In defense of Kanye West: When Blacks make it out of the ghetto.

Kanye West
Kanye West

The following is written by Valerie T. Parham-Ward and is in response to the poem “Footnotes for Kanye” by Jasmine Mans.

I am an older person and rap is not my thing but my niece placed this (the video) up and I felt I wanted to respond.

As a person who came up during the 60’s when we in Harlem could walk over to the Mosque on 116st and hear Malcolm X talk, I learned about our struggle as a people. We were militant as young people, wanting to overpower “whitey”, a lot of hate. We were torn between Dr. King who we first thought was too soft and did not see that his non-violent approach was indeed militant and strong. I say all of this because we won the right, thru blood and tears to live any place we want and with anyone we want. This was the freedom we demanded to “Be Who We Are” and be respected.

Kanye has some mental health issues, we all have something but it is not revealed on the world stage like him. He doesn’t have to live in the ghetto to be black and experience racism. He should not be considered a sell out because he is enjoying the riches that whites enjoy. Who the fuck doesn’t want to live well? I am a Mother & Grandmother, should I not want my children to avoid living like I had to. I did not send my son to college to have him come back and live in some rat trap. I empowered him to do better than I did.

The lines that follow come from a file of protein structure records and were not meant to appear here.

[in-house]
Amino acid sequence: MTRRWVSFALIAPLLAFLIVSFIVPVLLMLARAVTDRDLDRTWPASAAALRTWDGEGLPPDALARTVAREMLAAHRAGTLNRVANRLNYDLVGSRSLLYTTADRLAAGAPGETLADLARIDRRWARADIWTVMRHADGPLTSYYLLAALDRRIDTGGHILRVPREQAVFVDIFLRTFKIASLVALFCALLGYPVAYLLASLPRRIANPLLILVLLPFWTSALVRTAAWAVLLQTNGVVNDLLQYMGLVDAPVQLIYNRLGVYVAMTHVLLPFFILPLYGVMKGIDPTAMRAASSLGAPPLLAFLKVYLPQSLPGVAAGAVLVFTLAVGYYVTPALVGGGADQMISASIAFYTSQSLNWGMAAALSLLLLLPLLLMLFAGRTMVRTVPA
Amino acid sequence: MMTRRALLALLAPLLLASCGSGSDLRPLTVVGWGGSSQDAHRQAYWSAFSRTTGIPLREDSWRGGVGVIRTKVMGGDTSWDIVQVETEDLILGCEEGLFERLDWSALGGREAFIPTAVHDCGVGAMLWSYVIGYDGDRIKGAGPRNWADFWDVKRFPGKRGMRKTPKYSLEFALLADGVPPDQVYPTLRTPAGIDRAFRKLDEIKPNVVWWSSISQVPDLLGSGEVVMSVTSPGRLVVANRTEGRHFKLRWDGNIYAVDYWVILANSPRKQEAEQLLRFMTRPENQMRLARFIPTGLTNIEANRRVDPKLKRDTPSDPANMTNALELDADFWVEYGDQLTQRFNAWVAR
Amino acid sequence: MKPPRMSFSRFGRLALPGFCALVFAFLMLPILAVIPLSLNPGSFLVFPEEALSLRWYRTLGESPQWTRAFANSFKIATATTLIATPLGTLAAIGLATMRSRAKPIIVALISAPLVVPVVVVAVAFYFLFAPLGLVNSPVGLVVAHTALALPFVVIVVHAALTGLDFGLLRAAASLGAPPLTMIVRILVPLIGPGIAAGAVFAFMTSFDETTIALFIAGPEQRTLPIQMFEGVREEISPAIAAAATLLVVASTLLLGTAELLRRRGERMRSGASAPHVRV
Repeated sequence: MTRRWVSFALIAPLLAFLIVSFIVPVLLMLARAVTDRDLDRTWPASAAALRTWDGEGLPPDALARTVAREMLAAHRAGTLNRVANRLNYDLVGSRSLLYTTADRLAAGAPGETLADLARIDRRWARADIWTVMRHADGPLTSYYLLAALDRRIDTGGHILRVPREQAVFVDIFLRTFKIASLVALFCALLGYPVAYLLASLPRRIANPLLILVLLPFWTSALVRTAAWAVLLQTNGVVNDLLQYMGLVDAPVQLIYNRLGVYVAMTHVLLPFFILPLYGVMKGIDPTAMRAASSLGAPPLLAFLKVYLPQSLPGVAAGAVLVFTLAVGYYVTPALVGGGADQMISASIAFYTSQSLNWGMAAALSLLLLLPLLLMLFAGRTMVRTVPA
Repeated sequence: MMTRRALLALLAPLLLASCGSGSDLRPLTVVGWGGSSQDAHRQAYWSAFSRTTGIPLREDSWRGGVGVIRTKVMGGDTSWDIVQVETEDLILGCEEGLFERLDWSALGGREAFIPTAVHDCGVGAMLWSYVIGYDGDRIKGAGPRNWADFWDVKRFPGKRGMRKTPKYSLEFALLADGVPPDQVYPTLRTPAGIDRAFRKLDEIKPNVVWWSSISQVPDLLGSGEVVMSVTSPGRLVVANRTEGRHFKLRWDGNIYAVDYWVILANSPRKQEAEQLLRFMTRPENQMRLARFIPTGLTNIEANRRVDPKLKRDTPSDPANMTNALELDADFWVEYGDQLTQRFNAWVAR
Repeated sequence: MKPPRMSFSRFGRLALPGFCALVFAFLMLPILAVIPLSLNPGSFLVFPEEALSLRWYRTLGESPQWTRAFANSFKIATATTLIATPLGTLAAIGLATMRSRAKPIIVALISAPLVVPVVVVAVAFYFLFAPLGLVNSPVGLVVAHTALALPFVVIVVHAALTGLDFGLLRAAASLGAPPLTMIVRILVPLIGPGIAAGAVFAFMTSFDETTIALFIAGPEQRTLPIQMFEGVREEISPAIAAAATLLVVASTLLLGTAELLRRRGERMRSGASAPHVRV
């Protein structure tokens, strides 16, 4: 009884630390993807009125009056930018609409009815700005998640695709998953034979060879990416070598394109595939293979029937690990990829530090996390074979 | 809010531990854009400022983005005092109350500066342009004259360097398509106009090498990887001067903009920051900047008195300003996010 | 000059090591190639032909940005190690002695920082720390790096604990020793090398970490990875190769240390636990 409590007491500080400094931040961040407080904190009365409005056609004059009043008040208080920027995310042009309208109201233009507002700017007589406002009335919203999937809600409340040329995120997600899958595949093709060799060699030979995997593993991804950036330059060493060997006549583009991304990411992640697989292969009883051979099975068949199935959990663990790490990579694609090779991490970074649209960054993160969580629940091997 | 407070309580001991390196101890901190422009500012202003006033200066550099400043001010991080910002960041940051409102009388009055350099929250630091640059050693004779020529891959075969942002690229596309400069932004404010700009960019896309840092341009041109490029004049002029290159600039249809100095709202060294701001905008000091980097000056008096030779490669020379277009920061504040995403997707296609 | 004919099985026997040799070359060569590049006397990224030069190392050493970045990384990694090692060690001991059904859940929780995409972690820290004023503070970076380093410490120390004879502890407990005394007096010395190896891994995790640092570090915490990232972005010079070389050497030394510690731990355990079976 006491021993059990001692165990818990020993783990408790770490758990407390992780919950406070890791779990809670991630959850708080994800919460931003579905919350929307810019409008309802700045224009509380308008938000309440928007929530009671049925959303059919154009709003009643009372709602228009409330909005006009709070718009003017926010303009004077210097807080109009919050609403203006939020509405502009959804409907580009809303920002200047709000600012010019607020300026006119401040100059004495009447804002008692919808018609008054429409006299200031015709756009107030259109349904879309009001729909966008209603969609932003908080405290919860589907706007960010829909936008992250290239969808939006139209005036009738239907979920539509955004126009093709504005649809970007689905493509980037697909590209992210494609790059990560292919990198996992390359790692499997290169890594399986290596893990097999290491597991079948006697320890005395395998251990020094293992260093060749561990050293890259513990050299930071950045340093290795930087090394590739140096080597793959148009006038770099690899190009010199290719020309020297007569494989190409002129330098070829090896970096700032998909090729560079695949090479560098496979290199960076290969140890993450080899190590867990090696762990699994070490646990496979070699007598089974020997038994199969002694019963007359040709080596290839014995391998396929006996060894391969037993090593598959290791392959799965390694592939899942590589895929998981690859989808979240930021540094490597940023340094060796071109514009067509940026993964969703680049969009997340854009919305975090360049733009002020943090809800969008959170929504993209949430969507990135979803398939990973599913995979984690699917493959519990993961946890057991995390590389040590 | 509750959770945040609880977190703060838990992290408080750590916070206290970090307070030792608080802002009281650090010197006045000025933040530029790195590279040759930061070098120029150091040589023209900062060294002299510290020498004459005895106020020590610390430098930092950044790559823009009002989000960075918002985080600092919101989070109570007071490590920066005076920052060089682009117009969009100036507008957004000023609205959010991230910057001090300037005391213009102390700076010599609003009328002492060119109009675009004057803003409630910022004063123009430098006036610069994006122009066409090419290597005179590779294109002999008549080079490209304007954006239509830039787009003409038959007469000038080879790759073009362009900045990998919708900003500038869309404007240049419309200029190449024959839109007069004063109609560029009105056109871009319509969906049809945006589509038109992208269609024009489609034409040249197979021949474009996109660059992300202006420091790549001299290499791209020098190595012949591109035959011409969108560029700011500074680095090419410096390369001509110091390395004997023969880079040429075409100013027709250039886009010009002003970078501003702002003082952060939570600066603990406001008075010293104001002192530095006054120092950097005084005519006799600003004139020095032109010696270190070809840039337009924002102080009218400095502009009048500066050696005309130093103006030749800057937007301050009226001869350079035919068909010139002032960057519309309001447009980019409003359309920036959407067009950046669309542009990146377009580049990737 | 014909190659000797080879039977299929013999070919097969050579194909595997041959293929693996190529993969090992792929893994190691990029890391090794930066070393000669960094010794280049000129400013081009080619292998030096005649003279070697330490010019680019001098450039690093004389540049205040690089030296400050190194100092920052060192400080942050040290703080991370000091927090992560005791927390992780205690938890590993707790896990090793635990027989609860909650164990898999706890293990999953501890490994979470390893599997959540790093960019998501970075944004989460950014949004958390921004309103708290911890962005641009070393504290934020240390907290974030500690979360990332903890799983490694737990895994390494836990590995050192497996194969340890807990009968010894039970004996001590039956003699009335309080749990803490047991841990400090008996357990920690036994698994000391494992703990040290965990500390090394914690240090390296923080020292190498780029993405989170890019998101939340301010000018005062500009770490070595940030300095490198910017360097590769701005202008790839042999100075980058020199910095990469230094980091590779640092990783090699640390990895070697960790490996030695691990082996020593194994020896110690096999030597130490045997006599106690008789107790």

Every generation should do better than the former. That to me is Black Empowerment. That is what the struggle was and is about.

In regard to Kanye being with a white person, whatever, I lived too long and understand at the end of the day it is most important to be happy. Some of the black young women I encounter as a mental health professional need a lot of help, suffered a lot of trauma, abuse which is why there is sometimes bitterness like this woman in this video. I don’t know if she is Kanye’s Ex or just bitter in general. She needs help because you should not be defined by the man you are with. You should be strong to stand on your own regardless.

I just laugh when I hear people say about those who made it, “They forgot where they came from. They do not come back to the old area.” Who the hell wants to go back and risk getting shot again especially by some homie who resents the fact that you got out. Helping those you have left behind via a foundation, etc., is a noble thing but the bottom line is; you don’t owe anyone anything period. Give back to those who helped you but no one should demand that you do for them. . You put in the work.

People, these are hard times and you young people have the mantle now. You can rap about social injustice which is fine but what are you doing about social change? You can protest on the streets but are you taking care of your children not just financially but mentoring them to show them how to survive.

Black women, you can make a lot of noise like this woman did OR YOU CAN MAKE A DIFFERENCE IN YOUR LIFE. Love yourself before you love anyone else so when or if he walks, you can move on and the experience might scar you but not destroy you. You will be stronger than ever. So when you reach my 60’s, you can enjoy your loving hubby of 40 plus years, a career, children and grands and know you have been blessed.

God Bless all of you young people. Keep Moving.

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